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Xenophon says we need to stop people laundering money in casinos

Nick Xenophon gambling
Nick Xenophon says casinos and pokies venues are being used to clean money. He says Australia needs tougher measures to stop it.

SOUTH Australian senator Nick Xenophon has called for a crackdown on money laundering in casinos and other gambling venues after a Chinese-Australian businessman allegedly cleaned over $850 million at Crown Casino, Melbourne.

Xenophon believes although this case involved a large sum of money, there is also evidence of money laundering which has flown under the radar of regulators because it involved smaller amounts of cash.

Xenophon is now pushing for the introduction of an anti-money laundering reform which would lower the threshold for which betting activity must be reported from $10,000 down to $1000, while it would also monitor large turnovers on the pokies, not merely winnings.

“Around Australia today money laundering is taking place using pokie machines. If you’ve just done a crystal meth deal, you could launder proceeds of that through the pokies, because the reporting requirements are so anaemic,” Xenophon said.

“It’s about the casinos and pokies being used to provide a high-speed washing and drying service.”

Xenophon’s call for stricter measures come after Chinese-Australian citizen Dai Bai Shun Jin is believed to have “bought-in” and cashed out a total of $850 million at Crown Casino across eight years, spanning from 2005 through to 2013.

The Australian Federal Police investigating the case suspect the large turnover indicates laundering at the Crown Casino, with the cash used to buy-in each time potentially tainted, with the cash obtained when cashing-out creating a legitimate source for the money.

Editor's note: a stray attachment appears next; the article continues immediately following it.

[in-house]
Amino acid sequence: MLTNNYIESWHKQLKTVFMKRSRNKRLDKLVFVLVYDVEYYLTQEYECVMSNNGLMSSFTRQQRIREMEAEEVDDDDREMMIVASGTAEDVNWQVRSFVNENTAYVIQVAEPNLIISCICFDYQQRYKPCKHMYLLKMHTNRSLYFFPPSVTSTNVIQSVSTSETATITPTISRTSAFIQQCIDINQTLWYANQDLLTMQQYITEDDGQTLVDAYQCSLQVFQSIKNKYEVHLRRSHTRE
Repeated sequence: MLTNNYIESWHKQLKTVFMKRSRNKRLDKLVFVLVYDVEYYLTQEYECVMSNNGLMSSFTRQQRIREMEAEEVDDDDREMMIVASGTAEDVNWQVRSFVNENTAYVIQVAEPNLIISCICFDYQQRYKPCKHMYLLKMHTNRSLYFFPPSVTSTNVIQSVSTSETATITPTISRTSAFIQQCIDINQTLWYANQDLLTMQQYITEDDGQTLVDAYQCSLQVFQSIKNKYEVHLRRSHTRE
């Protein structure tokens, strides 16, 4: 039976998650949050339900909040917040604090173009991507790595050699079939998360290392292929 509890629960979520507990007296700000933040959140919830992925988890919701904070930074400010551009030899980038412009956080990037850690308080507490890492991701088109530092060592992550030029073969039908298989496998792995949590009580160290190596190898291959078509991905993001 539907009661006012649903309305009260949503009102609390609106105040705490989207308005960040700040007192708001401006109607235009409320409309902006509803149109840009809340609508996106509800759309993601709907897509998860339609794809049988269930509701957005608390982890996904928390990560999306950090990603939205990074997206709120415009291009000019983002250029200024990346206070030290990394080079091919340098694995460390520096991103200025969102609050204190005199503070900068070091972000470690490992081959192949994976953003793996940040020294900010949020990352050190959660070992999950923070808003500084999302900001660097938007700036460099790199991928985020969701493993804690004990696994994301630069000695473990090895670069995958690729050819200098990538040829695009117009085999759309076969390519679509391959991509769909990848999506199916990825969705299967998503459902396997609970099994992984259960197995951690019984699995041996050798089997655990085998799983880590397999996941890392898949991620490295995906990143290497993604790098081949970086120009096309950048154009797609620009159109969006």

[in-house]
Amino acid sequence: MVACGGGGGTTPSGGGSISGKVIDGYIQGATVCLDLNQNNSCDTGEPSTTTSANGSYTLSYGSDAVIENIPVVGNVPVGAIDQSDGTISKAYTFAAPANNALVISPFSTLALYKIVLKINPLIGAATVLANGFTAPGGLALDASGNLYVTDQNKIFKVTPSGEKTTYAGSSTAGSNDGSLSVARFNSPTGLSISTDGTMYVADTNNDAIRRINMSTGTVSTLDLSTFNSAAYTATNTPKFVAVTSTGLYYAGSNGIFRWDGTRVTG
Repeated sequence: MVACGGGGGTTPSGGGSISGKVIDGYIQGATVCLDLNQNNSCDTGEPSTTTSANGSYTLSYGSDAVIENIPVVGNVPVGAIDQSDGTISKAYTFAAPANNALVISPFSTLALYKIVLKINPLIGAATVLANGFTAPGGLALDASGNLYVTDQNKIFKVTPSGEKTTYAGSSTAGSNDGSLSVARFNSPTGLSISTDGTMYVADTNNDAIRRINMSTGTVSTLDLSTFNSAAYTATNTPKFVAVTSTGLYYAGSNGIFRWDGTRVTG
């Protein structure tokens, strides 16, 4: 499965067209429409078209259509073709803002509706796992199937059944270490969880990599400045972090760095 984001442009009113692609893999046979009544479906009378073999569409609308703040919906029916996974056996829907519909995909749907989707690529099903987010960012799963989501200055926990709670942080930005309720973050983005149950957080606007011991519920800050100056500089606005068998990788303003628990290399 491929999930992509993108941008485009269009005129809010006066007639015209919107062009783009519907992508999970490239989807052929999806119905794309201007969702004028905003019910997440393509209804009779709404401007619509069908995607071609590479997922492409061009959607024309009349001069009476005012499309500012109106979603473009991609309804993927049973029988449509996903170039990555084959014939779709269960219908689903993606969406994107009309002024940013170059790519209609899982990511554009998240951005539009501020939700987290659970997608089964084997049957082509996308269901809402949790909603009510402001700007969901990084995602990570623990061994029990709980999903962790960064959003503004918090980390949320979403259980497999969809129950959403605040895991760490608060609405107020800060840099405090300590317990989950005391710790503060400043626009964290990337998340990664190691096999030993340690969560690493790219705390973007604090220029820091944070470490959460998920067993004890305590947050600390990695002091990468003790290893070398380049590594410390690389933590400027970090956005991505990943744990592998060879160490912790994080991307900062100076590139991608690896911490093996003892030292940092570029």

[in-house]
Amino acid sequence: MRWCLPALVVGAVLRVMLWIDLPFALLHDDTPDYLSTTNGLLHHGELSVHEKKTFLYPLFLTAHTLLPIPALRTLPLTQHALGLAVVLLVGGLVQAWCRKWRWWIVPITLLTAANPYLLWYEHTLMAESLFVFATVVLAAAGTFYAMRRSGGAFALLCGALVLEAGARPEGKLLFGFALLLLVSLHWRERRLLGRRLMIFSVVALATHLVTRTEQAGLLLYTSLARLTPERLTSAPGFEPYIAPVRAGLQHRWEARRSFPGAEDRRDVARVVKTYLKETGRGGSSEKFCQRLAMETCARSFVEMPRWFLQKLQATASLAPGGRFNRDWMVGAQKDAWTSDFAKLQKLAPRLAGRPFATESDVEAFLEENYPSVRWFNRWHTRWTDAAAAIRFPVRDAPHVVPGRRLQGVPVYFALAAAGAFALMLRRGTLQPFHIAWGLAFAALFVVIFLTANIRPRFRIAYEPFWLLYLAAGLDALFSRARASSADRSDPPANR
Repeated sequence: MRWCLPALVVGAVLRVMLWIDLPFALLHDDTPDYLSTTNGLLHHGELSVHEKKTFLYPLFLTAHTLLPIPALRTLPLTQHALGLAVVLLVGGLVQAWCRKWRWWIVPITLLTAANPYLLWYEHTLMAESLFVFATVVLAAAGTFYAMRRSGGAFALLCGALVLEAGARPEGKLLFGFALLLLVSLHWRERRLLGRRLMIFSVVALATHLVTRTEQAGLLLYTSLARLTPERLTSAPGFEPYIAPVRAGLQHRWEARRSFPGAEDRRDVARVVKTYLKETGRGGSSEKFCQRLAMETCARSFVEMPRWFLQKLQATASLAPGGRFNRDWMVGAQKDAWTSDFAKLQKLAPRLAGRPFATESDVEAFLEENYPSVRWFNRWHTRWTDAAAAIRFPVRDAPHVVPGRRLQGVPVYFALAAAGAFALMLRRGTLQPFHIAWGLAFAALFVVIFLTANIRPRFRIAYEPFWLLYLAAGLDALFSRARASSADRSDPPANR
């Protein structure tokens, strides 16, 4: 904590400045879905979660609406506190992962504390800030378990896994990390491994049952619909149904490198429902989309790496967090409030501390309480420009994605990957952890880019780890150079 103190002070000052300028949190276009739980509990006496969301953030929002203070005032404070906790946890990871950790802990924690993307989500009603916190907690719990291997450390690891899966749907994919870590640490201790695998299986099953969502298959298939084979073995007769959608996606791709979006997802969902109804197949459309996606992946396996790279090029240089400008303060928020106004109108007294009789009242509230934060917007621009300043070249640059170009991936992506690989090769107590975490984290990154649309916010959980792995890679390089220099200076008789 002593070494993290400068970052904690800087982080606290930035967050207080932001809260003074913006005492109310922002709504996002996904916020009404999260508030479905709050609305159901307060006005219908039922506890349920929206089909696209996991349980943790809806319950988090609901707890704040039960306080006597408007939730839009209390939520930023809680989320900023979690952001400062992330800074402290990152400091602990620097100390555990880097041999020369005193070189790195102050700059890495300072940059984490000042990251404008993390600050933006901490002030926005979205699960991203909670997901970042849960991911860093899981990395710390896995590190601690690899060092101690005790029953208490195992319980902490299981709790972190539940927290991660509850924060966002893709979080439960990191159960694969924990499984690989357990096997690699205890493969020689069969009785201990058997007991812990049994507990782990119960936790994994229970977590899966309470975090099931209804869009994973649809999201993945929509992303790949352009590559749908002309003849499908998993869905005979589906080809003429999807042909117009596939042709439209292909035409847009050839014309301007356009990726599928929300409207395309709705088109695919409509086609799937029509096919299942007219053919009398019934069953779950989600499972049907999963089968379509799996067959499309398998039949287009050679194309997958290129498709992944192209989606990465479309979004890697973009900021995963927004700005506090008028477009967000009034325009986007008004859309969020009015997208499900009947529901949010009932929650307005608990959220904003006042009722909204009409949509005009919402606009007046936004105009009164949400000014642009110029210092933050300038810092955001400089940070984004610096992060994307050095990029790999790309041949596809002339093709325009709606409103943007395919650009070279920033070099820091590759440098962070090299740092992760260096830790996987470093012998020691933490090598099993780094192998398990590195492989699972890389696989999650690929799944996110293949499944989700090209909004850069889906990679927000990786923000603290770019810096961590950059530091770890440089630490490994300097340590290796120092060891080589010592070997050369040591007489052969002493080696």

The suspected money laundering case was revealed after Mr Jin’s wife, Hongjie Mia, lost a bid against the US tax office to stop her from selling their Californian investment property worth a reported $US1.7 million which is alleged to have been purchased with the proceeds of crime.

Throughout the investigation, Mr Jin claimed he earns a base salary of $US300,000 in addition to $US200,000 in cash bonuses every six months as well as shares which are valued at $US100,000 each year.

However, the court has not seen any evidence to prove his income, while Mr Jin has never filed an Australian tax return.

Over the eight years in question, Mr Jin has admitted to moving millions of dollars in and out of various casinos, having won $17 million at Crown Casino, while also losing $US6 million at Las Vegas’ Venetian Casino.

Other instances include Mr Jin transferring SNG $6.3 million to Crown Casino for gambling, while he has also borrowed $800,000 from his wife for gambling.

The AFP believe the large turnovers raise suspicion that Mr Jin has been cash-laundering by using funds supplied by others to gamble with and using multiple passports to hide who is controlling the funds which he uses to gamble.

Crown Casino has re-iterated to media it has an approved anti-money laundering compliance program. Under the program it reports significant cash transactions, international fund transfers and all suspicious matters to AUSTRAC, an anti-money laundering agency.

“Crown’s compliance with this compliance program and anti-money laundering legislation is audited regularly by AUSTRAC and no compliance issues of any significance have been found,” a Crown spokeswoman said.

“Crown has a strong reputation for co-operation with law enforcement agencies and works closely with Australian state and federal law enforcement to assist them with their intelligence gathering and operations, which may include giving evidence in court proceedings.”

In other news, Xenophon has also been calling for first-person shooter video games to be re-classified as gambling, due to the rising prevalence of virtual marketplaces and trading fostered by these modern day entertainment products.

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